“The worst recovery in U.S. history.” Krauthammer needs to check his encyclopedia under D, for Depression. The Depression lasted more than 10 years, its effects ameliorated in part by the New Deal, but the sluggish economy only rebounding when the government went into overdrive spending during World War II. And, make no mistake about it, the 2008 economic meltdown was more like the stock market collapse of 1929 than it was like, say, the economic recession of the late 70s and early 80s, or the recession of 1991-92. Those were hiccups compared to what happened in 2008 when the economy was dangerously close to falling off the cliff and even the efforts to save it could not repair quickly the damage to millions of retirement accounts, bankrupt companies, or foreclosed homes. Krauthammer is smart enough to know this.

“42 consecutive months of 8-plus percent unemployment.” Lies, damned lies, and statistics. It is true that the unemployment rate has been above 8 percent for 42 months. It is also true that the economy was losing hundreds of thousands of jobs, actually losing jobs, not simply failing to create new ones, when Obama took office. The much maligned Stimulus (which Krauthammer maligns anew in this piece) helped to stop the bleeding, but it was not big enough to reverse the trend. I agree with Krauthammer’s criticism, by the way, that Obama’s invocation of the Hoover Dam and the Interstate Highway System as justification for his political worldview shows some of the poverty of our Wonk-in-Chief’s political acumen: No one can name a project like the Hoover Dam or the Interstate Highway System that was funded by the Stimulus. The Stimulus helped economically but it was so conceived that it did not help politically. But, Krauthammer also knows that there has been sustained private sector job growth the past three years and that one of the reasons the unemployment numbers have been so anemic is that the failure to renew key provisions of the Stimulus, like aid to state and local governments, has resulted in steep declines in public sector employment.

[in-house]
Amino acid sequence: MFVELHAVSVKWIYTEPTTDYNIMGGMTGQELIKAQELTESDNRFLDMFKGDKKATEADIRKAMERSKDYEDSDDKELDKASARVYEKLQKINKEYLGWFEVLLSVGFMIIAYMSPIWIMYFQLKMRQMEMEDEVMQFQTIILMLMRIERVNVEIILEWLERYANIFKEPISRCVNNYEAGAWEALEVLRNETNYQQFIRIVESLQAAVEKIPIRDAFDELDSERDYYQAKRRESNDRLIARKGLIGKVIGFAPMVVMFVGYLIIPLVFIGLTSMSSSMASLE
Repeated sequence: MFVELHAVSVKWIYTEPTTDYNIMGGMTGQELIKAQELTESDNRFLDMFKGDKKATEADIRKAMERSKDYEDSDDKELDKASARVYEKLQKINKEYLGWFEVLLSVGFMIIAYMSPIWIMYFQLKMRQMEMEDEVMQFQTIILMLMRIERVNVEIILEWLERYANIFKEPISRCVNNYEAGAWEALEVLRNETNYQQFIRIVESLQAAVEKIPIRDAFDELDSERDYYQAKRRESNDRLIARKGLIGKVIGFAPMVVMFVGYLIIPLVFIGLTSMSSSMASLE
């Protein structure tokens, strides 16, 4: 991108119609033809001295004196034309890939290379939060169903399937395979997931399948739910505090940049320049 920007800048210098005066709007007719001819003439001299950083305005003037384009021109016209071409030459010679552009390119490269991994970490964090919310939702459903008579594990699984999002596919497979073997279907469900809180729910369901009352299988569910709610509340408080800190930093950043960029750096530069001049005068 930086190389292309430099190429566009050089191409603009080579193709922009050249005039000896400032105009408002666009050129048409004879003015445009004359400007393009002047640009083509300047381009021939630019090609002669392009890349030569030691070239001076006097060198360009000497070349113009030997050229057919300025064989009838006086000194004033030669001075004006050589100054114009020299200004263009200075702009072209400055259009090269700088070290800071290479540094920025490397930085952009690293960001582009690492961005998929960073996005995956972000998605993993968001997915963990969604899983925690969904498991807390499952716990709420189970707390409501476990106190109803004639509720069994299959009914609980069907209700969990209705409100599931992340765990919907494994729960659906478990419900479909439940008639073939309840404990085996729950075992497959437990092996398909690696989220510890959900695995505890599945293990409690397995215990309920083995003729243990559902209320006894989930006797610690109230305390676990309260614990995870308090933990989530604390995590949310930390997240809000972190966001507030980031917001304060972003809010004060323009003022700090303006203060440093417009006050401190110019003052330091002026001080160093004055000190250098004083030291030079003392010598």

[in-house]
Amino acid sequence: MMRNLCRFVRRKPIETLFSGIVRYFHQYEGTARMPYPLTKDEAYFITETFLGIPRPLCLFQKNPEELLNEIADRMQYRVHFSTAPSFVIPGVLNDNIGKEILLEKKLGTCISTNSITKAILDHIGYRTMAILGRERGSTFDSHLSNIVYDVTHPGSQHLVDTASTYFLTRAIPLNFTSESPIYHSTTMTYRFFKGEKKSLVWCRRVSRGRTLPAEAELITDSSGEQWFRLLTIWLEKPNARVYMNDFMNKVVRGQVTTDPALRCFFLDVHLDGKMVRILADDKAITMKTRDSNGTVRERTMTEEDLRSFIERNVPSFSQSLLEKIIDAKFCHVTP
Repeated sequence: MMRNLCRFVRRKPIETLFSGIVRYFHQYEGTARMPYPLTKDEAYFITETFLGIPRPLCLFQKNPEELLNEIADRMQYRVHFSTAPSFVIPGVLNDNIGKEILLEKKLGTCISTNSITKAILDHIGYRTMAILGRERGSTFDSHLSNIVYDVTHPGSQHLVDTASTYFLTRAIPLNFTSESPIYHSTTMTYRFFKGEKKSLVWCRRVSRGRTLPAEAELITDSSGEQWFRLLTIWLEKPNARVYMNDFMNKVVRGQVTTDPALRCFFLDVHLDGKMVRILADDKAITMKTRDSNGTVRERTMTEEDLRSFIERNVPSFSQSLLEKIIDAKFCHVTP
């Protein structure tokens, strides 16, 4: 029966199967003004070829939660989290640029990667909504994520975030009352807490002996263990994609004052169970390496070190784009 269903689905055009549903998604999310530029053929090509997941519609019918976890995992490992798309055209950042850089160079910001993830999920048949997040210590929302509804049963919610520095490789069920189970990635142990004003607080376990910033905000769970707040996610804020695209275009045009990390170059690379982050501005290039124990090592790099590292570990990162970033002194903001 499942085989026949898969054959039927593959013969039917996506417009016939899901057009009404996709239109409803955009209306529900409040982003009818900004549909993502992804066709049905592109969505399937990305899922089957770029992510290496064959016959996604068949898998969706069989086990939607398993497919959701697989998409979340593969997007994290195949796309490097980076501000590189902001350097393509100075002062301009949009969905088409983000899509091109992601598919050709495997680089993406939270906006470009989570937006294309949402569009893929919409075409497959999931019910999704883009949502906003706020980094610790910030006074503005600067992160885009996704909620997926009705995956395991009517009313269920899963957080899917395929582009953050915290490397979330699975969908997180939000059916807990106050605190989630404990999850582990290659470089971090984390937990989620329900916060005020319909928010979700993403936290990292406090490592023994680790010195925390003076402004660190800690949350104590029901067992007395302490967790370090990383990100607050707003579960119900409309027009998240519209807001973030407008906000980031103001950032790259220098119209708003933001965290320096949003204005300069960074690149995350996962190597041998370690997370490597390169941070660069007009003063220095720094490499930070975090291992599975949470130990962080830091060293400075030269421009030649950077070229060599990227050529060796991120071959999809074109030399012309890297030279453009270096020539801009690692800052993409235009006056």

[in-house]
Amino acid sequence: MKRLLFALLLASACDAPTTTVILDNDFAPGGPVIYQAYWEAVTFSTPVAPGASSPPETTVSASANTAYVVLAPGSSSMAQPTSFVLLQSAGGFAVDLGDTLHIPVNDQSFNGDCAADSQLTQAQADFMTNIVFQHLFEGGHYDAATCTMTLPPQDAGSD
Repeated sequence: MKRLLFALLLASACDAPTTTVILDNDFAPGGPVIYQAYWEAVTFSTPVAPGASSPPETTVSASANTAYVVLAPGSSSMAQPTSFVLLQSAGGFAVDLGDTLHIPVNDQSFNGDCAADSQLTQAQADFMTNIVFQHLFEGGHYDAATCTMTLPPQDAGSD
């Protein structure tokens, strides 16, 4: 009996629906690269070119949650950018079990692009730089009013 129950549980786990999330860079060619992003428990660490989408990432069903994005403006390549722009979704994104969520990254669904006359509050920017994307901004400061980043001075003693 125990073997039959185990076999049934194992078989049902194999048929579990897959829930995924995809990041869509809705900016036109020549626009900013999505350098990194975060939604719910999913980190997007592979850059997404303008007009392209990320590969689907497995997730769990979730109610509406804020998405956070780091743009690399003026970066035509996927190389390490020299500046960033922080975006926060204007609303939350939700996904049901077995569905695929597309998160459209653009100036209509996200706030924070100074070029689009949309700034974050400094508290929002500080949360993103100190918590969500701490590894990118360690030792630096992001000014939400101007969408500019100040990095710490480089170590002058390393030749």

“Declining economic growth.” Hmmm. Actually, the economy is growing. When Obama took office it was actually declining. Indeed, no one in the first weeks of Obama’s term understood just how much the economy had contracted in the final quarter of 2008, one reason the Stimulus was not big enough. The rate of growth ticks up one quarter and down the next. Certainly, it would be great to see more robust growth. But, again, this recovery is not like previous ones because it was preceded not by a mild recession but by an economic collapse. People who lost half their savings felt burned and once burned, twice shy. The American consumer, who had lived high on the hog with more debt than savings, is now saving again. That fact of increased savings could provide long-term health to the economy, but not short-term help.

So, my friends, pick your poisons. There are low blows. There are big lies. There are smears. It takes a bit of work to sort through it all but sort we must. And, shame on both Reid and Krauthammer, both of whom are smart enough to know better.